I need to begin using the Drupal overrides as they apply to the templates, or TPL files. Basically, I have some areas of my site that I want to customize in a way that you can’t do with CSS. Specifically, I want to create a hyperlink out of an area of the block title as it is rendered in my Panel Page.
I am using AT_Core for my main theme. I have this subthemed to a theme called DOCResource. This is a great article by Jeff Burnz about using Drupal Overrides via subthemed TPL files. Since he is the man when it comes to AT, it is AT specific, however, the concepts are pretty universal.
Since working with TPL files can be damaging, I will be making all initial changes to my Quality Environment.
I need to add a hyperlink to an area of my site. The element comprises a gradient based area with an image over the right hand side. I need this whole area to be a link. But you can’t add a hyperlink with CSS and I don’t want to do it via a module based solution. I want to edit the Drupal files themselves (properly subthemed, or at least submoduled) so that I can understand the product better and be able to make whatever changes that I want to in the future. So, I am going to get the old Quality environment going and test it out there. when I have a procedure in place, I’ll write it up.
This colorful little exercise actually attempts to show where the Core and Module CSS and TPL files are located. The thing is, Core really mean Core and Core Module. Together, these are refered to as Core. Module refers to contributed modules and their corresponding files that may or may not supersede the core files. Then, there are the Theme files. These can trump all the rest of the files’ styles if the naming conventions are followed properly. This too-busy diagram also attempts to help me see how I deal with many colors, shapes and layering. I’m not a design guy and I don’t really care for design, nor am I any good at it. But, I have to learn some of it.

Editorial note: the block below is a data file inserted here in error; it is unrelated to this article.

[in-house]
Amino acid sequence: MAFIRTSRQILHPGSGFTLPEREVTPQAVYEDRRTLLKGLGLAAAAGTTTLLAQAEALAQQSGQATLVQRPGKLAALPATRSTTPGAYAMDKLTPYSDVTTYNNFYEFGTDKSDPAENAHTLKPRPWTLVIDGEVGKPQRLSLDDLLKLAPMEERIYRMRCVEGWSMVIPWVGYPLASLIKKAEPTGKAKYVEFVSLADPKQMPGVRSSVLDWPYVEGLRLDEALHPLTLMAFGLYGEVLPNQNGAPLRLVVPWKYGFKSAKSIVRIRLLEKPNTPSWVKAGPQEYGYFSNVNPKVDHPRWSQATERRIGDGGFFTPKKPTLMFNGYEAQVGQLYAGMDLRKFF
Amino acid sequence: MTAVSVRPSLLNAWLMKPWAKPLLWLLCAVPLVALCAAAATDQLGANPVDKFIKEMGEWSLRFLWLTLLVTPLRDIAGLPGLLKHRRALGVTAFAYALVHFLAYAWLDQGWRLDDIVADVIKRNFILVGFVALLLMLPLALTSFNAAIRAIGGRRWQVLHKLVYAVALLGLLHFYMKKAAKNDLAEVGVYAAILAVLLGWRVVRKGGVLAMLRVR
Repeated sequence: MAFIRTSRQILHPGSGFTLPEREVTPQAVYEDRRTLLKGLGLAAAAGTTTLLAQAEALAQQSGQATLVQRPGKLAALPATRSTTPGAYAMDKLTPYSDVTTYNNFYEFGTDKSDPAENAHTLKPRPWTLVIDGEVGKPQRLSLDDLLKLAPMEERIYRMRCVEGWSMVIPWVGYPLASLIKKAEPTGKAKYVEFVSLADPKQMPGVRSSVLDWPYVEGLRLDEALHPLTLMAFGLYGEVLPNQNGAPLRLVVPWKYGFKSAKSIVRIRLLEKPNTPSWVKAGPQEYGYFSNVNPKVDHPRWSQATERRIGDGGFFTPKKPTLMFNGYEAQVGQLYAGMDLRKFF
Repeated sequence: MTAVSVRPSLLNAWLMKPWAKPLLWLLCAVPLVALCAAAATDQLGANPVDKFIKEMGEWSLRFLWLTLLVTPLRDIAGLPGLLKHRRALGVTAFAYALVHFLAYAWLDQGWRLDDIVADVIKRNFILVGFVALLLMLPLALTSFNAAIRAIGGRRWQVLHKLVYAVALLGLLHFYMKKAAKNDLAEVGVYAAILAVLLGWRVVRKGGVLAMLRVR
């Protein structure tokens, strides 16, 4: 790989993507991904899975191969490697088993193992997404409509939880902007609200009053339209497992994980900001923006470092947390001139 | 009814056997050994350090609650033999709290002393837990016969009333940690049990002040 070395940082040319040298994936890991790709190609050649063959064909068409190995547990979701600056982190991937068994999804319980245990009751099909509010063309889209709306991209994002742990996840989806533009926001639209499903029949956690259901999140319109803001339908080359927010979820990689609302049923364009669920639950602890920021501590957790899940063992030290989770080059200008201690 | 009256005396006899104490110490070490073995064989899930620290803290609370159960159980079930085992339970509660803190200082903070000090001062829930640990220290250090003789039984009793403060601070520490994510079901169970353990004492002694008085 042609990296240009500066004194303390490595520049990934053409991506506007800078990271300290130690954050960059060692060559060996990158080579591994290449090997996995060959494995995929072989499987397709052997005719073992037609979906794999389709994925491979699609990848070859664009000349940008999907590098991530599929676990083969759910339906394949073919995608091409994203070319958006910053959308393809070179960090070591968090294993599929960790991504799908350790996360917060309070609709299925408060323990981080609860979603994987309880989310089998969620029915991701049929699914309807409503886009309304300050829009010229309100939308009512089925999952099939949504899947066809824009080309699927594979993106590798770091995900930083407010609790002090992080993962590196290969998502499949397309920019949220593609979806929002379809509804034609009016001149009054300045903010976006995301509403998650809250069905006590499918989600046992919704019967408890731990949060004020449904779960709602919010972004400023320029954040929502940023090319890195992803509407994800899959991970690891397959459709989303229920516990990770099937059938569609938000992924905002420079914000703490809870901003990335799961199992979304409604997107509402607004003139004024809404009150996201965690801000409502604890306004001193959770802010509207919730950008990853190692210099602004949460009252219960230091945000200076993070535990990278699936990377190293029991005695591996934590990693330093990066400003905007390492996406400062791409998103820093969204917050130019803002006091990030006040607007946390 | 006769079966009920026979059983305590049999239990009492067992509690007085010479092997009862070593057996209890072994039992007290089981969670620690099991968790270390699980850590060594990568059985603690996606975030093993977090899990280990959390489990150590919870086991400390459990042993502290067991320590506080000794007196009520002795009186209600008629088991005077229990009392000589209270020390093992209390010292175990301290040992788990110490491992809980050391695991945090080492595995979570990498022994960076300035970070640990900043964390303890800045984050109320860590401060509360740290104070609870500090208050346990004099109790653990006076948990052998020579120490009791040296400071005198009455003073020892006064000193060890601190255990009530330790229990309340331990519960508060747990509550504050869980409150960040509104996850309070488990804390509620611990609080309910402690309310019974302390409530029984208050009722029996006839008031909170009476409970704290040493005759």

Inheritance rev7 – Copy – this is the actual Visio diagram. rename it to .vsd and you can see this up close.
this link will take you to a list of all the template files used in the core. this is a great link that has been very useful to me. each template is fully linked to an explanation of the template itself.
these are the files that I am particularly concerned with:
well, the holidays are over. while i enjoyed eating three pounds of fudge per day, i am ready to get back in the saddle. coffee in hand, i am now on chapter 9 of shreve’s drupal theming book.
this book has been perfect for me. diving into the nuts and bolts of how Drupal really works. exploring and understanding the relationships between .tpl, .css and .info files in drupal is really the key to understanding how to make the site look the way you want it to.
so, i’m on cross browser compatibility. and therefore, standards compliant coding. here is a great tool. W3C Validator. more to come on this later.
http://www.totalvalidator.com/ for the firefox browser. install this them use the plugin to help with validation.
here is a section from the book that i found helpful:
Adobe Browser Lab: This convenient and well-designed utility is part of the Adobe CS Live suite of tools. It is available free of charge to owners of Adobe CS5. The tool provides live preview of both static and dynamic web pages. It allows for easy A/B comparisons and basic diagnostics. To use the service, visit http://browserlab.adobe.com.
Browsershots: The site provides a free service that allows you to submit a URL, then check back to see screenshots of the page in all the various browsers you select. While free, it can take a while to get results and there is no support for Apple or mobile devices. Visit the site at: http://www.browsershots.org.
CrossBrowserTesting: This commercial service offers a very wide range of operating systems and browsers, both traditional and mobile. Want to see how your site looks on Win98 SE running Netscape 4? You can do it here! The service includes both real time testing and a screenshots option. The site is available for a monthly subscription fee, or you can just try it out free for a week. Visit: http://crossbrowsertesting.com.
Here is some great info from the book about accessibilty:
The most commonly applied standards for web accessibility are promulgated by the W3C under the name the Web Accessibility Initiative (WAI). A subset of those guidelines, the Web Content Accessibility Guidelines (WCAG), is targeted at web developers. The WAI section of the W3C website includes a large amount of information on what it means to create accessible sites, along with resources to support your efforts.